I’m a 74-year-old gay man and I take none of these hard-fought battles and positive changes for granted. I grew up in Willowdale (a neighbourhood in North Toronto) in the 1950s and 60s. I have often thought that I Love Lucy saved my life. That marvellously funny TV show gave me hope. I’ve seen some episodes 5 times or more and I still end up rolling on the floor laughing. Lucy gave me hope that there was something good and wholesome (and funny) beyond the strict confines of my conformist, dysfunctional working-class family. As a kid, of course, I could not have articulated this feeling but I had to believe, for the sake of my sanity, that there was something else to look forward to when I grew up. During my childhood and adolescence, I endured listening to my father tell queer jokes. Even as an adult I never had the guts to confront him on this; I never had the guts to tell him I was gay. Jack Pearce, a neighbour on my street in Willowdale, will forever hold a special place in my heart for what he said when my dad referred to me as “his second oldest daughter”. Mr. Pearce said to my father “I don’t know about that Bruce but Bobby’s the best damn paperboy we’ve ever had”. I left the front porch, went straight to my room and bawled my eyes out. Not so much because of what my father said but because of the praise I got from this very kindly and classy neighbour. Praise was not something that was bestowed on anyone in my nuclear family that I can remember.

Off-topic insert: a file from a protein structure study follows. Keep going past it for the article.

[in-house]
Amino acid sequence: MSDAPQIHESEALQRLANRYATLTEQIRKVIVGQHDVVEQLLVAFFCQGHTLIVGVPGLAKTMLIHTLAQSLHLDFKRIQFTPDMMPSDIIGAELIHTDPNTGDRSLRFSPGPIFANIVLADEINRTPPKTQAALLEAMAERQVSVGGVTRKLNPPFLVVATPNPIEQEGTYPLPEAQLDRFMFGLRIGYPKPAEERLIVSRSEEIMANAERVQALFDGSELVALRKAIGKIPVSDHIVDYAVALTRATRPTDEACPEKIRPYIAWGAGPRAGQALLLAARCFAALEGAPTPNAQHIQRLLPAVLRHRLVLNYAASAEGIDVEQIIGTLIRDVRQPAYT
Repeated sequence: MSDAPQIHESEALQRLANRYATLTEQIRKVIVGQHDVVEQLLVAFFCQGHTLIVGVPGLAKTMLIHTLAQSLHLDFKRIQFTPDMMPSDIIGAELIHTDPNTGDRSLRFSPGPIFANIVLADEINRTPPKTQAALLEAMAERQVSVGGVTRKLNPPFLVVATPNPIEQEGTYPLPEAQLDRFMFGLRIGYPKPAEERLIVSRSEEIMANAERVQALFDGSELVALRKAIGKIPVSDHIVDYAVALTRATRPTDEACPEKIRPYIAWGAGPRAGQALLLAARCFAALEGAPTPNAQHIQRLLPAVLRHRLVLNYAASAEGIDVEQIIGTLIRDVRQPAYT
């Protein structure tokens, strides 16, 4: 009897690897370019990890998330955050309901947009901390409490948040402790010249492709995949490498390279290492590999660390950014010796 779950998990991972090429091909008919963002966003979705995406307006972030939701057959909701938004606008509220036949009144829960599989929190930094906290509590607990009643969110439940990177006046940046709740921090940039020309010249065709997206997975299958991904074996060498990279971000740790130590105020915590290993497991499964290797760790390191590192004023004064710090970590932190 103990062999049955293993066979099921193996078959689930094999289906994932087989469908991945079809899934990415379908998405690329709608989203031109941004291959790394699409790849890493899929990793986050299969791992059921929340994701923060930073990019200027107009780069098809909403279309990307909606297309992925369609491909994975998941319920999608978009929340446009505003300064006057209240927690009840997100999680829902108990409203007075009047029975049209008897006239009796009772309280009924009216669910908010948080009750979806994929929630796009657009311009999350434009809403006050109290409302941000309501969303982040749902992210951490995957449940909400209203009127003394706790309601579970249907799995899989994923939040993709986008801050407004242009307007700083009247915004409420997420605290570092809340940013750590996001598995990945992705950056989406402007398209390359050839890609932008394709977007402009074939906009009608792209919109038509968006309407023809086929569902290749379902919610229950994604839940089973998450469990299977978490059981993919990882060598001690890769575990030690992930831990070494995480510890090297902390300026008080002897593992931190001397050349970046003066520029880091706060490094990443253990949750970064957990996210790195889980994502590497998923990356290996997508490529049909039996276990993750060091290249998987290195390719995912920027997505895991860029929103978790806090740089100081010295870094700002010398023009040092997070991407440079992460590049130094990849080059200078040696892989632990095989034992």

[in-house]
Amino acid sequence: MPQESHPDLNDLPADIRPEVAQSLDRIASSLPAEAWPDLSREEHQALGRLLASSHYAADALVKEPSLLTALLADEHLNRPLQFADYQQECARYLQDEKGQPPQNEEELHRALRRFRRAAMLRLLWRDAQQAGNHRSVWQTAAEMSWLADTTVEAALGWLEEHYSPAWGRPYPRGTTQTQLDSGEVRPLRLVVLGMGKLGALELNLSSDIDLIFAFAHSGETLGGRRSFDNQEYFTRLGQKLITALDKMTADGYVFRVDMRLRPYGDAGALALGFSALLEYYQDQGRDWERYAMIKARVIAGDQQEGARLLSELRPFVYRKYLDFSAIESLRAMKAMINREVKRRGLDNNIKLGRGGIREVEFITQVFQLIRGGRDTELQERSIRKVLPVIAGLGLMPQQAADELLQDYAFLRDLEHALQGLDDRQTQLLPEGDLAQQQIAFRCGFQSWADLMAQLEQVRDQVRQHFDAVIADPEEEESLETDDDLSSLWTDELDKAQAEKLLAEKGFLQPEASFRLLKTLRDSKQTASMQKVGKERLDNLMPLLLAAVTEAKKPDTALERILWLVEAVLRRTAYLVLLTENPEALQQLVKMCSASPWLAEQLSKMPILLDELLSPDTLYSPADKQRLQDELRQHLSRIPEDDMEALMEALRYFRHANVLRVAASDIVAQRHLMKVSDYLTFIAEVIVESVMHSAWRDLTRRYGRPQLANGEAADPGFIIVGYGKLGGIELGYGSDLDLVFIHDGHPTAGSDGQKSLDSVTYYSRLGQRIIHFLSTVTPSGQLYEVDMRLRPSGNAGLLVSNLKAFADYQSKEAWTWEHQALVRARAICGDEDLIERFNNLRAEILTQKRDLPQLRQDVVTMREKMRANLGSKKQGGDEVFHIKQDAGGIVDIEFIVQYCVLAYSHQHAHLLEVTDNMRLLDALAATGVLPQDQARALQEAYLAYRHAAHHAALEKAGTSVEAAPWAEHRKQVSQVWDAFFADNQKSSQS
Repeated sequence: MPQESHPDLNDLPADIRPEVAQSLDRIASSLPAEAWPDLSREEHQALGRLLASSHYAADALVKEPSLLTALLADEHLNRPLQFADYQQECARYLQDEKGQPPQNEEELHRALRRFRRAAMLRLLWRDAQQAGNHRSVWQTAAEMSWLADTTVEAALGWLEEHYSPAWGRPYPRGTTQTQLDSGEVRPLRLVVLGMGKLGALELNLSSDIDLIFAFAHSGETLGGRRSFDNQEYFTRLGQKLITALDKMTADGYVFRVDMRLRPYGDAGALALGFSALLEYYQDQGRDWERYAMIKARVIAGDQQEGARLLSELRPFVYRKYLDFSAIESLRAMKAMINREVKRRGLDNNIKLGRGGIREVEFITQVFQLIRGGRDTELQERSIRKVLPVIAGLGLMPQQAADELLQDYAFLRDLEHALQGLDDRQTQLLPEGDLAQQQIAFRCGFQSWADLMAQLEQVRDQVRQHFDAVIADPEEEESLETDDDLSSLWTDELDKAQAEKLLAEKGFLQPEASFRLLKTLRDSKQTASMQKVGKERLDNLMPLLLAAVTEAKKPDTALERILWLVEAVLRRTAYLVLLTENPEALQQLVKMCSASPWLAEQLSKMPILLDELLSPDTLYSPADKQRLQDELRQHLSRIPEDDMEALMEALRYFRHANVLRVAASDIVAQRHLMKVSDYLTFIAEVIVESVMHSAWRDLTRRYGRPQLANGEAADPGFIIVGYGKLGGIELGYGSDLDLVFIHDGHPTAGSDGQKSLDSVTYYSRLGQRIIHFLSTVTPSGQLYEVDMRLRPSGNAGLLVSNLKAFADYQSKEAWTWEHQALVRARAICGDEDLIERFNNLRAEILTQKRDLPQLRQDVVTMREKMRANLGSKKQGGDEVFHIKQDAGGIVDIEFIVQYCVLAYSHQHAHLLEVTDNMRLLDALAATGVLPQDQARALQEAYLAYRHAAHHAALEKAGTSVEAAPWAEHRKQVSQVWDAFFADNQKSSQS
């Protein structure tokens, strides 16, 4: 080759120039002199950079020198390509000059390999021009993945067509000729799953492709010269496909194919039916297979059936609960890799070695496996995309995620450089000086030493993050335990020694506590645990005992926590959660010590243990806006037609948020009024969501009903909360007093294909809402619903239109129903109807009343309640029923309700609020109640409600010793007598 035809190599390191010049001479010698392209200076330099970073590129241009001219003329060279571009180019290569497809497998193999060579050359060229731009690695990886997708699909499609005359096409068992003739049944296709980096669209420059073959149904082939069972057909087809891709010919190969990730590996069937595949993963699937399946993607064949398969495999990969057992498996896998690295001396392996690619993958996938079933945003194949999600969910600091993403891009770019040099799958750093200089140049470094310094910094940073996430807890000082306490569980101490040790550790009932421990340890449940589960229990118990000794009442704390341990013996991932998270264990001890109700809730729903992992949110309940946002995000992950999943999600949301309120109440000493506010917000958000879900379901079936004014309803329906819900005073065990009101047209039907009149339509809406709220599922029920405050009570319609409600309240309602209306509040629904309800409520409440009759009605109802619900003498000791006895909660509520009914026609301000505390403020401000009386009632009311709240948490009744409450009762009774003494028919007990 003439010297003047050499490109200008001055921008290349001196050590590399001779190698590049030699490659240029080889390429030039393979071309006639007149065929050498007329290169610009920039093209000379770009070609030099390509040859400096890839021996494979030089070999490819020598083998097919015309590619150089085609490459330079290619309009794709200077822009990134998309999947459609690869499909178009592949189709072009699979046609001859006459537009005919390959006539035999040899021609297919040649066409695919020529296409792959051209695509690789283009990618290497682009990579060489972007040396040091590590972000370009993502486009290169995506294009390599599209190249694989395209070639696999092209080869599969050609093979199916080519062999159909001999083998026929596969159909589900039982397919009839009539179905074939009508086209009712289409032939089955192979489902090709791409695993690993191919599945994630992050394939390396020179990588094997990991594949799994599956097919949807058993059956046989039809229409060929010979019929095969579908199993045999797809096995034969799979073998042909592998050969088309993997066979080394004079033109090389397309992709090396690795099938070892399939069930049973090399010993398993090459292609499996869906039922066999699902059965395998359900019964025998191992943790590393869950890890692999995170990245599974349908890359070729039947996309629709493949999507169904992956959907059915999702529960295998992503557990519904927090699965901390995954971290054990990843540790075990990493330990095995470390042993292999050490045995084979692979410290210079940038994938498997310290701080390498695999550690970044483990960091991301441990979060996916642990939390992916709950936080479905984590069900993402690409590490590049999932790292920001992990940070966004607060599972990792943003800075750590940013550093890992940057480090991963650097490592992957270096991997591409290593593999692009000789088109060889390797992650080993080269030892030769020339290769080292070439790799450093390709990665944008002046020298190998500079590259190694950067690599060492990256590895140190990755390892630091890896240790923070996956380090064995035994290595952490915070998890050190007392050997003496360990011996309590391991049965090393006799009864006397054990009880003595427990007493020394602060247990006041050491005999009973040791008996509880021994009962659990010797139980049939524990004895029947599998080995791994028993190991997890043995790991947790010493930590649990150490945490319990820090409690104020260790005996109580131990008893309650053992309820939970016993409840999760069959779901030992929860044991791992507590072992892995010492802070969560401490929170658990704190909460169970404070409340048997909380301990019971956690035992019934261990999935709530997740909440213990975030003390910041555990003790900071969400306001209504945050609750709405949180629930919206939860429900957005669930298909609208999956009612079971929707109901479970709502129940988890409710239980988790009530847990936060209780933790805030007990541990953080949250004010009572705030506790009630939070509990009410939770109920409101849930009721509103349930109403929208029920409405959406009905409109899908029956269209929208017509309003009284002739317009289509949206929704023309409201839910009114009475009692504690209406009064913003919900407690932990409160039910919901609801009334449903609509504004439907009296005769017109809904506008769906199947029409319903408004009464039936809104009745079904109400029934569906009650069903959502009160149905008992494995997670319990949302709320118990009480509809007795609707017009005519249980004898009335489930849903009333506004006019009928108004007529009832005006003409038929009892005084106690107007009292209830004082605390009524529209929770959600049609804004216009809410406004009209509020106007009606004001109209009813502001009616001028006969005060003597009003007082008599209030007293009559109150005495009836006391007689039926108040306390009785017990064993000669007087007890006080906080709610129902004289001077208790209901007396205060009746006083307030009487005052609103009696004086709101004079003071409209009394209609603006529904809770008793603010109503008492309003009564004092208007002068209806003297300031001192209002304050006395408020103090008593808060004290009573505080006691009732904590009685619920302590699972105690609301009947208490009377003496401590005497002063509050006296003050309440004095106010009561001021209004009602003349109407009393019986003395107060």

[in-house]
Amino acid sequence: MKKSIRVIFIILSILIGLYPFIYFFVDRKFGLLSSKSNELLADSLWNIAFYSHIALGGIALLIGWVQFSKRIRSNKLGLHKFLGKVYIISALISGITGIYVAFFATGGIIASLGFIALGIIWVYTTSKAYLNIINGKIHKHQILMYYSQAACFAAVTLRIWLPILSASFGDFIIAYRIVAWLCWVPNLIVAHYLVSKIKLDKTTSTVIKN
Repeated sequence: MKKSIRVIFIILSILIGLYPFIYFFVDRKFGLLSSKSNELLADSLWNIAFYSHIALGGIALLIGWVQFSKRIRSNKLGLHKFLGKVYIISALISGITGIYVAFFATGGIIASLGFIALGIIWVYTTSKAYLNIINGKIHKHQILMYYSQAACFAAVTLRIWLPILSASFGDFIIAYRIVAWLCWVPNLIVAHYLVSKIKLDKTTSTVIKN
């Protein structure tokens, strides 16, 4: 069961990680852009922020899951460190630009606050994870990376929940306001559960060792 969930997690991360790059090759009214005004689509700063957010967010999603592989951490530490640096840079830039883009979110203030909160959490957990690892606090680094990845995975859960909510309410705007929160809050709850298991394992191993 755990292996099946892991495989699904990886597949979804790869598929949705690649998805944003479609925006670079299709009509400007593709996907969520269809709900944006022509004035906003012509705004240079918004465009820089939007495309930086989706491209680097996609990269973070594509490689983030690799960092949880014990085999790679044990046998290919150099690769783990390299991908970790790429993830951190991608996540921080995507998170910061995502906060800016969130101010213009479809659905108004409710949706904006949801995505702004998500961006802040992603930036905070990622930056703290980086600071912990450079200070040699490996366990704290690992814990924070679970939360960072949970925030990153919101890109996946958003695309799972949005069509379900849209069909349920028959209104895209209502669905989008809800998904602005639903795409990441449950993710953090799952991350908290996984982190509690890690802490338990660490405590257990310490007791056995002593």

It was long before Will and Grace in the late 90s introduced two gay male characters to television audiences that the first gay character appeared in an American TV sit-com. It happened on the American satire (?) All in the Family whose main character, Archie Bunker, gave us the most racist, sexist, homophobic, anti-union (you name it) male character ever created for TV. Steve, Archie’s long time friend and ex-linebacker, “comes out” on this show in its first season. It was a remarkable, shocking moment for this Nixon-era TV audience. It was important at the time that the character is presented as a “real guy” rather than some stereotypical “poofter”. Archie’s imperviousness to any attempt to raise his social/moral consciousness can be enormously irritating to observe, but the audience is meant to register the colossal gap between his deeply entrenched bigotry and many viewers’ sympathy for what is right. I’m not suggesting that right-wing social conservatives would have bought into the intended message, but many of those undecided or open-minded viewers may have had their eyes opened to the possibility that a gay man might be something other than a limp-wristed lover of Broadway Musicals. It made a crack in the door towards tolerance of gay people. Acceptance was still a long way off. Let it be noted, by the way, that limp-wristed lovers of Broadway Musicals are among my favourite people, and they should be treated with the same love and respect given to gay football players, for example.